“Eleven kids dead, but what the fuck?”: Pete Townshend’s reflection on The Who’s concert disaster

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Since the very early days of rock ‘n’ roll, there have been those determined to make it into a business. What often starts out as a youthful rebellion against society and the status quo is quickly appropriated into a purely profit-driven venture by the music industry. Inevitably, when things become solely about the money, corners get cut, and when corners get cut, people get hurt. One band that are all too aware of this fact are The Who, whose 1979 concert in Cincinnati is forever enshrouded in tragedy.

During the fourth month of The Who’s extensive tour of America in 1979, the group appeared at the Riverfront Coliseum in Cincinnati, Ohio. The world tour of 1979 was already a difficult one for the mod rockers, being their first tour after the tragic death of their friend and bandmate, Keith Moon. However, the events that would unfold in Cincinnati would make matters much worse. The show was horrendously disorganised, with concertgoers told to arrive at three o’clock, despite doors not opening until five o’clock.

As you might expect, a huge crowd had gathered by the time the doors opened. To make matters worse, only one entrance to the venue was opened up, meaning all 18,348 ticket holders were forced to go through one doorway. Soon, a bottleneck formed at the entrance, and when the crowd heard – what has since been theorised to be – a late soundcheck or excerpts from the recently released film Quadrophenia, a rush ensued. In the chaos, eleven Who fans were killed.

The youngest of those to die in the crush were only 15 years old, with the oldest being 27. Unbelievably, the show still went ahead despite this tragedy occurring before The Who took to the stage. In the aftermath of the tragedy, the band swiftly moved on to the next stop on their tour, appearing in Buffalo, though guitarist and songwriter Pete Townshend has repeatedly expressed his regret over that decision.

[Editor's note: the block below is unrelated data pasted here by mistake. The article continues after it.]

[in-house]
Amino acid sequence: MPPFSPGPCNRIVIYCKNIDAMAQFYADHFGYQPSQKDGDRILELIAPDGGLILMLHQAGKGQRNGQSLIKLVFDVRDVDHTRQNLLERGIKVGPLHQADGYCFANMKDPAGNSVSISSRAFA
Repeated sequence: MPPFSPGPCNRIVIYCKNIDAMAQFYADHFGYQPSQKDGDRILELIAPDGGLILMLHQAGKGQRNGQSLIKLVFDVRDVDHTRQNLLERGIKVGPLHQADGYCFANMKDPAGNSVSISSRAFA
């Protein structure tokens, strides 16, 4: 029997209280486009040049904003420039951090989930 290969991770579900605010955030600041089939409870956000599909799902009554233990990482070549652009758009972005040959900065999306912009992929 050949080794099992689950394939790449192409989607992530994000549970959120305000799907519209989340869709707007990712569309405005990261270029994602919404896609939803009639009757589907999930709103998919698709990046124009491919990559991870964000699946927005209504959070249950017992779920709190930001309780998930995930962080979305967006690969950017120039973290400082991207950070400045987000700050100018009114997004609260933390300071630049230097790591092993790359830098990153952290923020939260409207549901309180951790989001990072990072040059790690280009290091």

During a 1994 interview with Playboy, the guitarist spoke of his deep-rooted regrets over the band’s handling of the tragedy. “We could have stopped,” he said, “and I think we should have stopped. We should have stopped the tour. I don’t quite know why we didn’t. I suppose we didn’t, to put it bluntly, because there was too much money at stake.”

Continuing in his explanation over the band’s decision not to stick around in Cincinnati, Townshend admits, “It would have been a big legal mess to cancel tour dates, but we should have. It’s obvious that we should have stopped,” adding, “The idea that ‘We’re going to Buffalo and we’re doing this for those kids’ was rubbish. The kids were gone.” According to the songwriter, The Who were pressured to continue the tour by the management and promotion team that surrounded them.

“Our advisors, our lawyers and everybody else were just completely wrong, inhuman and stupid,” Townshend argued, though he did also note, “I sat on top of all those stupid people as Mr. King Stupid. I mean, we had to go on for rock and roll? What shit! It’s like Wayne’s World, ‘Rock and roll!’ That’s what we did after Cincinnati. ‘Rock and roll! Eleven kids dead, but what the fuck?’”

There is no doubt that the crush in Cincinnati was a result of poor planning, disorganisation by the venue, as well as ignorance and cost-cutting by the band and their management. Nevertheless, even in 1994, Townshend seemed to heap some of the blame onto the fans themselves, saying, “It was much more a symptom of the kids who go to rock-and-roll concerts–being young, getting drunk, doing whatever shitty drugs are available. It can happen at a football game or high school reunion– and it does”.

It is likely that, within that quote, Townshend was referring to events like the Hillsborough disaster in 1989, during which 97 Liverpool football fans were killed in a crush. In contrast to his hypothesis, though, the case of Hillsborough, as with The Who concert in Cincinnati, was certainly not the fault of people “being young, getting drunk”. People died in both instances as a result of disorganisation and a lack of care by those operating and controlling the venues. The fact that, even years later, Townshend refused to take any responsibility for the tragic events – either on behalf of The Who or their management – is incredibly disappointing.

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